A team of scientists and engineers has found a weird and deadly lake 3,300 feet below the surface of the Gulf of Mexico. The underwater lake dubbed as “Jacuzzi of Despair,” was first observed in 2014 while a team was exploring the seafloor in the gulf of Mexico using Hercules, a remotely-operated underwater robot. A year after its first appearance, the researchers were so curious that they sent a special vehicle sub Alvin into the pool’s depths only to discover that it’s deeper than they expected.
According to their findings published in journal Oceanography, the underwater pool is littered with living mat of bacteria and salt deposits. The massive circular pool is about 100 feet in circumference and about 12 feet deep.
“It was one of the most amazing things in the deep sea,” Erik Cordes, associate professor of biology at Temple University and one of the scientists who discovered the underwater lake, told The Seeker. “You go down into the bottom of the ocean and you are looking at a lake or a river flowing. It feels like you are not on this world.”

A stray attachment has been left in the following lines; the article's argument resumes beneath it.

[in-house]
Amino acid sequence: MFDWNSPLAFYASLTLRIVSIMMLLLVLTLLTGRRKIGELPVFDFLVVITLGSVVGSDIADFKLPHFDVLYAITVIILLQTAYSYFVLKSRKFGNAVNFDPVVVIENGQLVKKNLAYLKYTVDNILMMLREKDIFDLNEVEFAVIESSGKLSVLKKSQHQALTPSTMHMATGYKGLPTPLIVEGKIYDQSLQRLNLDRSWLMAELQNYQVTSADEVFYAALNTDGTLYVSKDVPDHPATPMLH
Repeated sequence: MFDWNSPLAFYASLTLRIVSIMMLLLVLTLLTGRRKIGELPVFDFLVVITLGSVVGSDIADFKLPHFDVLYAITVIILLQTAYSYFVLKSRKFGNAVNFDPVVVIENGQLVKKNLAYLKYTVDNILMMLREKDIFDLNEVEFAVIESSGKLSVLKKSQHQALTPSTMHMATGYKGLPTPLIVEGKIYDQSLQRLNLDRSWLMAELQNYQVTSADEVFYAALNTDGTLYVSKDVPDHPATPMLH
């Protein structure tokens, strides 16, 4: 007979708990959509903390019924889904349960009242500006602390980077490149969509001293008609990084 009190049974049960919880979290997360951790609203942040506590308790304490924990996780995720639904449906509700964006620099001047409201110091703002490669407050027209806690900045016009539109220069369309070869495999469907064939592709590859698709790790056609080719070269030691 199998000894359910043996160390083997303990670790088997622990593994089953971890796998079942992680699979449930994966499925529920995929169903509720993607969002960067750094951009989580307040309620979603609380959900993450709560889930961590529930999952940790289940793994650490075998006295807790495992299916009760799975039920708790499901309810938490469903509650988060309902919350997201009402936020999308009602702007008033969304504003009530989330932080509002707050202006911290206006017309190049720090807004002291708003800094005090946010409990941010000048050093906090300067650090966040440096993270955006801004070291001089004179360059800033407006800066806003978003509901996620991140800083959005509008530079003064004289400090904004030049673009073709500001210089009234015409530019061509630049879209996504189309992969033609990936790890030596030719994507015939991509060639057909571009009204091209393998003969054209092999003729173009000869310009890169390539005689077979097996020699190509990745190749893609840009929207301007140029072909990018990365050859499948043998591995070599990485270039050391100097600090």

In fact the waters inside the pool is four to five times saltier and relatively warmer than its surroundings, that’s why any marine animal accidentally wandered into pool die instantly. The warmer temperature of the pool also contributes to the luring effect of the brine that serves as the place of death of many crustaceans. Carcasses of deep-sea crabs and other crustaceans can be found in the rim. Due to the high toxicity produced by the combination of methane gas and hydrogen sulfide, the lake can only be populated by bacteria and a couple of adaptive marine creatures.
One of very rare animals living within the deadly pool are the giant mussels with symbiotic bacteria living in their gills. This type of bacteria can feed the giant mussels off the hydrogen sulfide and methane gas in the pool. Few more creatures spotted to be living in the toxic underwater lake include adapted tube worms and shrimps.